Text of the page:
The China Health and Nutrition Survey (CHNS) is a multipurpose panel survey that has followed more than 19,000 individual in 216 communities throughout China from 1989 to 2006. This survey collects data on occupations, incomes, and benefits of working-age household members;time use;diet and nutritional status;activities of daily living, health status, and use of health services;marriages and pregnancies of reproductive- age women;household size and composition;living arrangements;care of children and elders;housing conditions;land ownership;and household expenditures. Individual health related data are highly detailed, and include carefully measured dietary intake, physical activity, smoking and drinking data, anthropometrics, blood pressure and limited clinical data from all respondents. Because of its long duration and wide geographic coverage, the CHNS can document the dramatic economic, social, behavioral and health status changes which have characterized China in the past several decades. The existing data represent a resource of enormous value to the population, health, and social science research and policy communities. Newly linked longitudinal files have contributed to a rapid increase in the last 3 years of the user base for these data. In 2007, there were over 1840 registered users. We propose to further enhance the value of this unique survey by adding rounds of data collection in 2009 and 2011 and expanding the scope of the survey to include, for the first time, collection of fasting blood samples (on all children and adults aged 2 and older) for analysis of disease-related biomarkers and DNA, toenail and blood spot samples, and geographic data to permit spatial analysis. An array of biomarkers related to nutrition, heart disease, diabetes and inflammation and stress will be assayed and results will be available for public use. We propose to store DNA and frozen blood samples, toenail and blood spot samples for outside researchers to access, to provide access to our collection of added spatial data and linkage of other data. While we have seen in each of the last 3 years a doubling of users of these data, these new changes will make the CHNS increasingly valuable to scholars.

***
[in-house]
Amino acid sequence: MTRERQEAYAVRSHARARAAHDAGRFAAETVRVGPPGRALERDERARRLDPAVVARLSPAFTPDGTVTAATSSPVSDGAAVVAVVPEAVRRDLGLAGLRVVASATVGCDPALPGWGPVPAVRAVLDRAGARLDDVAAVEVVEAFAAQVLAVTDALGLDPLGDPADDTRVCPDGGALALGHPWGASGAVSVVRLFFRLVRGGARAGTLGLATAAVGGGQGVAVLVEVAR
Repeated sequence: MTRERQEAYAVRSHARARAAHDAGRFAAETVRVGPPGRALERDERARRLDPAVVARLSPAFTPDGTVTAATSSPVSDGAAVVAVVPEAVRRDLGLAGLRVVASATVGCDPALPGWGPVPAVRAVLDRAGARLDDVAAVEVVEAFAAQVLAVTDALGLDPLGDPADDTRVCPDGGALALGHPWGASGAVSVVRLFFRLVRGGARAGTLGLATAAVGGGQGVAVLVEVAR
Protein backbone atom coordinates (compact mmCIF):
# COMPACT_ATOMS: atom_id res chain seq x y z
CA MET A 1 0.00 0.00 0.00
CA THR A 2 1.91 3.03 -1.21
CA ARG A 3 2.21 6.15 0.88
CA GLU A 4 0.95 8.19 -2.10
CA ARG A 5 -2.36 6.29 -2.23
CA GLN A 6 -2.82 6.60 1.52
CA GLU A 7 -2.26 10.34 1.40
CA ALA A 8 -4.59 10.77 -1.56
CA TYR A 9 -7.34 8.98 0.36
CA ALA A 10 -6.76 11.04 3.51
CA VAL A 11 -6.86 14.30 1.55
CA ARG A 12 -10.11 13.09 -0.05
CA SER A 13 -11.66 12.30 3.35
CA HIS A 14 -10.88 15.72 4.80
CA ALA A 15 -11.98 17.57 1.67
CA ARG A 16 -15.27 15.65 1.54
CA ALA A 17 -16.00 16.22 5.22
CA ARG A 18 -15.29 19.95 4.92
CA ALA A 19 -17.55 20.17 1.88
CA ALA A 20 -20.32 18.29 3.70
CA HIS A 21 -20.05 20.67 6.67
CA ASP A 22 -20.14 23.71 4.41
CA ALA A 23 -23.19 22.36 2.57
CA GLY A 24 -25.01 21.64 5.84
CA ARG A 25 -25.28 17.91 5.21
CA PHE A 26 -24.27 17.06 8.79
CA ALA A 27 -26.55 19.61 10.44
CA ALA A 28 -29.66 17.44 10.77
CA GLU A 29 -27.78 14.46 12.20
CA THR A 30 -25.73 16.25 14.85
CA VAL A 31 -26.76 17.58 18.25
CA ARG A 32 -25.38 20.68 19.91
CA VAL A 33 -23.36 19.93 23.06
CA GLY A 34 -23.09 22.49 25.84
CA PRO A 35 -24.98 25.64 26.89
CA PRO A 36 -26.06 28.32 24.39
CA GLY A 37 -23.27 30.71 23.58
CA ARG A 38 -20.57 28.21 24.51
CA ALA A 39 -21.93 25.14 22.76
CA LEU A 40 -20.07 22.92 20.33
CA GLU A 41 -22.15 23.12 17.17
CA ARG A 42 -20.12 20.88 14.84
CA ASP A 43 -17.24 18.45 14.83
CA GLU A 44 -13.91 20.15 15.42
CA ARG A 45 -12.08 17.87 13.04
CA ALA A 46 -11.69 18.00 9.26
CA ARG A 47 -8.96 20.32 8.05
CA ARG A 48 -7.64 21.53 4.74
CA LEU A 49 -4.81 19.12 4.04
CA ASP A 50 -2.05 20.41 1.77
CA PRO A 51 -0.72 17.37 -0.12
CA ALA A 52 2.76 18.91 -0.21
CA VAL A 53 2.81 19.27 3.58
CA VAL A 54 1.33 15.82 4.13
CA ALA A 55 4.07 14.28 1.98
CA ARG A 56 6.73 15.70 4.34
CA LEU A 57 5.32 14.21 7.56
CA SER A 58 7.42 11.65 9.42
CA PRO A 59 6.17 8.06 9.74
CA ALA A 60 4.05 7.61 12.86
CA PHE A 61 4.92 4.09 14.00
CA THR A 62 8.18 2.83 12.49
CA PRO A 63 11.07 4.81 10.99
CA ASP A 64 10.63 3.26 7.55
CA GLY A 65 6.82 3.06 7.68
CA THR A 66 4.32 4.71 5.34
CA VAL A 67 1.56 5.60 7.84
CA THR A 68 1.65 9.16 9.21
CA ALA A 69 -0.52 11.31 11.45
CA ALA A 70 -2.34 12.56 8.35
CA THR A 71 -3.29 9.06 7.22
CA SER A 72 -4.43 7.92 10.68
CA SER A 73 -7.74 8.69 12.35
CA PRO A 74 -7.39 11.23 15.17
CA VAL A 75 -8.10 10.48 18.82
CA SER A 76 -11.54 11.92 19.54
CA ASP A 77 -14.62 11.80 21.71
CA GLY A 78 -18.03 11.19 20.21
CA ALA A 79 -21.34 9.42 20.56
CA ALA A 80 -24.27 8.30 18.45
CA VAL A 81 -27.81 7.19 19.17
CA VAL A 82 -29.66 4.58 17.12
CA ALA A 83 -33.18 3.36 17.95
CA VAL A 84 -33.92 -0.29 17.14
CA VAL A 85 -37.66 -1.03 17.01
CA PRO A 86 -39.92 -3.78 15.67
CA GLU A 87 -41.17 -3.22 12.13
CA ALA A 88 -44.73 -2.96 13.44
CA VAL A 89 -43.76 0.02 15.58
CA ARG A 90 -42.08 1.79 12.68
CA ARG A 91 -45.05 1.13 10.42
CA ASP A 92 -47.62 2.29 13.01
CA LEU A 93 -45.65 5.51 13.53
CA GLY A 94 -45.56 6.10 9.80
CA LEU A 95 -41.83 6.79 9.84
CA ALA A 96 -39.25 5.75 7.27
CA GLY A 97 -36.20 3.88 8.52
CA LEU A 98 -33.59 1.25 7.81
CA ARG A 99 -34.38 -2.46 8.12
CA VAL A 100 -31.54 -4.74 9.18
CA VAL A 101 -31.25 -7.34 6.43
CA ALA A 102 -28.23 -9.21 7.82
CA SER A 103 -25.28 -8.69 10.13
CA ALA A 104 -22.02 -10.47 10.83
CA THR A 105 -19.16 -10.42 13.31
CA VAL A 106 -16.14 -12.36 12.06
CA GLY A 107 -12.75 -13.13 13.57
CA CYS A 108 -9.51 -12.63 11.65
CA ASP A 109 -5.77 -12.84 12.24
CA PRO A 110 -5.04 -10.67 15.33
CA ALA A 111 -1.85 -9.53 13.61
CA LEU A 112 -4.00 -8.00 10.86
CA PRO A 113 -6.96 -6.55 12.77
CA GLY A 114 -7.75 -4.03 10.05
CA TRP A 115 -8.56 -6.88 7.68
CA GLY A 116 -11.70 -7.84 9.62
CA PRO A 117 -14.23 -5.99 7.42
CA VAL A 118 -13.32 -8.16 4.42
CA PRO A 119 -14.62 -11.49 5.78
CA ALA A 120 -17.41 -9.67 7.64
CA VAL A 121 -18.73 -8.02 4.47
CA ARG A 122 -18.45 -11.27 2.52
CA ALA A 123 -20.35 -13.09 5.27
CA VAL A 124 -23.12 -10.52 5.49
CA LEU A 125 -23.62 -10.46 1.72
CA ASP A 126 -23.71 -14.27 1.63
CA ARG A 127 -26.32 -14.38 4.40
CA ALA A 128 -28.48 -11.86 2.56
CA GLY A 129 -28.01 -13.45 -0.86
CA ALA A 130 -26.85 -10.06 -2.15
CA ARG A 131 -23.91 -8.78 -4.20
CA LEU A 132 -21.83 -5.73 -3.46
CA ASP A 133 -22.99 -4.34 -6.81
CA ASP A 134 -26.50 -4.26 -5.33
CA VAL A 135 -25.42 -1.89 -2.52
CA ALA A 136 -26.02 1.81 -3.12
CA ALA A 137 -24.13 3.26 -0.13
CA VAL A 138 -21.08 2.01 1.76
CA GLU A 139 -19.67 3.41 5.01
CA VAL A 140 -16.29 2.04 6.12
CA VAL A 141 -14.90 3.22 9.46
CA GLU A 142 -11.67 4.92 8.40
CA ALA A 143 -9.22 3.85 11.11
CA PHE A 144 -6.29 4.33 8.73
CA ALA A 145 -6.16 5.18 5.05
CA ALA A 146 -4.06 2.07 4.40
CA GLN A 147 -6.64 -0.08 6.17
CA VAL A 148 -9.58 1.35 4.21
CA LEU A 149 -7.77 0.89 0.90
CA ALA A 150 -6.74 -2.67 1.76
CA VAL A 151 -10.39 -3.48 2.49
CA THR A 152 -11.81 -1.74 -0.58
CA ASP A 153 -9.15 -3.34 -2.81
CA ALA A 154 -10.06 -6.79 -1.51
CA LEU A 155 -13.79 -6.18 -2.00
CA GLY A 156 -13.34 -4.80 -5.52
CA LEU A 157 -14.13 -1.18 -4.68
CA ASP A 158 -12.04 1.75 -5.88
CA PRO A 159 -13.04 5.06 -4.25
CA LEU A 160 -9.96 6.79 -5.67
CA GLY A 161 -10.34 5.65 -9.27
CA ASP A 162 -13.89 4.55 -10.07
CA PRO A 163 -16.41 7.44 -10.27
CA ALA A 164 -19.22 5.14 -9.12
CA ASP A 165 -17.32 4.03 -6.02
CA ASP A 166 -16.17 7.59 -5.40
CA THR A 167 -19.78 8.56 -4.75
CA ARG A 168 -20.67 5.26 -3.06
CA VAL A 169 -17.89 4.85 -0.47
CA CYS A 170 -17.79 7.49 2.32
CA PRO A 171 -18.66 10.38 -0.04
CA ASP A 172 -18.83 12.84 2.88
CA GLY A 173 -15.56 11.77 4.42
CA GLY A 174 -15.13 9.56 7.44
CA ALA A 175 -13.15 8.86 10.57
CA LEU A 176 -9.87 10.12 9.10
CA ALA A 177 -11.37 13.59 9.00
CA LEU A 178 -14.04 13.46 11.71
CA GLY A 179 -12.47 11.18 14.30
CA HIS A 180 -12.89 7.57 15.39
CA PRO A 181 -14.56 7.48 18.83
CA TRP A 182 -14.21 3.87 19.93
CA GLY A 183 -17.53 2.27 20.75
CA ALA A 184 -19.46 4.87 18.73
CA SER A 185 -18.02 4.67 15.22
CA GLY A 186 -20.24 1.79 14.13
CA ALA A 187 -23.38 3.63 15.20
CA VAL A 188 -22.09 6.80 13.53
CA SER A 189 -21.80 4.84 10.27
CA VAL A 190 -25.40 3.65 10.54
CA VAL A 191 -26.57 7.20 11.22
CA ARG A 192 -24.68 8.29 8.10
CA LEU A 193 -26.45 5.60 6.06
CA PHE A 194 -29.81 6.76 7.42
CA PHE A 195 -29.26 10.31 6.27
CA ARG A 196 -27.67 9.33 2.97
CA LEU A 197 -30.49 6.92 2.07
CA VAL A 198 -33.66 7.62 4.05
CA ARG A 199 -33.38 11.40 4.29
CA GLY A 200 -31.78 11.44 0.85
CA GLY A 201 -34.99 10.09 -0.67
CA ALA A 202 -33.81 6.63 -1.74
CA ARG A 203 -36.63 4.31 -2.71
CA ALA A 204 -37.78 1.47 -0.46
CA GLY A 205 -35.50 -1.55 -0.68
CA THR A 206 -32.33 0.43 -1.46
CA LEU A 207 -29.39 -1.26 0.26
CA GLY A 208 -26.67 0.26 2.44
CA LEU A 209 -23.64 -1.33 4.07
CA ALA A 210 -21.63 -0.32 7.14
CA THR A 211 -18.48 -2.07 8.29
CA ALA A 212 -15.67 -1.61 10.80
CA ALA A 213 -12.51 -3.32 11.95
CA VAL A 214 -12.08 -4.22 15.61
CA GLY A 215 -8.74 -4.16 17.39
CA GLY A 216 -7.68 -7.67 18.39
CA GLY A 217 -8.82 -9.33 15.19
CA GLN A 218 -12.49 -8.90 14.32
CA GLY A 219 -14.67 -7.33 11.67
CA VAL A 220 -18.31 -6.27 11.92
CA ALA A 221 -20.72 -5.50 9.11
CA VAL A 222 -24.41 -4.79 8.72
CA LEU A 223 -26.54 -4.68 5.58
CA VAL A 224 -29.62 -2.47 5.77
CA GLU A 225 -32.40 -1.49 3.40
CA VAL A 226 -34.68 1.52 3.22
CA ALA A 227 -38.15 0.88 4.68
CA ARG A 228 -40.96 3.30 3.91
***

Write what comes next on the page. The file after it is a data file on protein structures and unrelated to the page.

Public Health Relevance

The China Health and Nutrition Survey (CHNS) is a multipurpose panel survey that has followed more than 19,000 individual in 216 communities throughout China from 1989 to 2006. This survey collects data on occupations, incomes, and benefits of working-age household members;time use;diet and nutritional status;activities of daily living, health status, and use of health services;marriages and pregnancies of reproductive- age women;household size and composition;living arrangements;care of children and elders;housing conditions;land ownership;and household expenditures. Individual health related data are highly detailed, and include carefully measured dietary intake, physical activity, smoking and drinking data, anthropometrics, blood pressure and limited clinical data from all respondents. We propose to further enhance the value of this unique survey by adding rounds of data collection in 2009 and 2011 and expanding the scope of the survey to include, for the first time, collection of fasting blood samples (on all children and adults aged 2 and older) for analysis of disease-related biomarkers and DNA, toenail and blood spot samples, and geographic data to permit spatial analysis.

Agency
National Institute of Health (NIH)
Institute
Eunice Kennedy Shriver National Institute of Child Health & Human Development (NICHD)
Type
Research Project (R01)
Project #
5R01HD030880-17
Application #
7849646
Study Section
Special Emphasis Panel (ZRG1-HOP-B (02))
Program Officer
Esposito, Layla E
Project Start
1994-08-15
Project End
2013-05-31
Budget Start
2010-06-01
Budget End
2011-05-31
Support Year
17
Fiscal Year
2010
Total Cost
$1,397,512
Indirect Cost
Name
University of North Carolina Chapel Hill
Department
Nutrition
Type
Schools of Public Health
DUNS #
608195277
City
Chapel Hill
State
NC
Country
United States
Zip Code
27599
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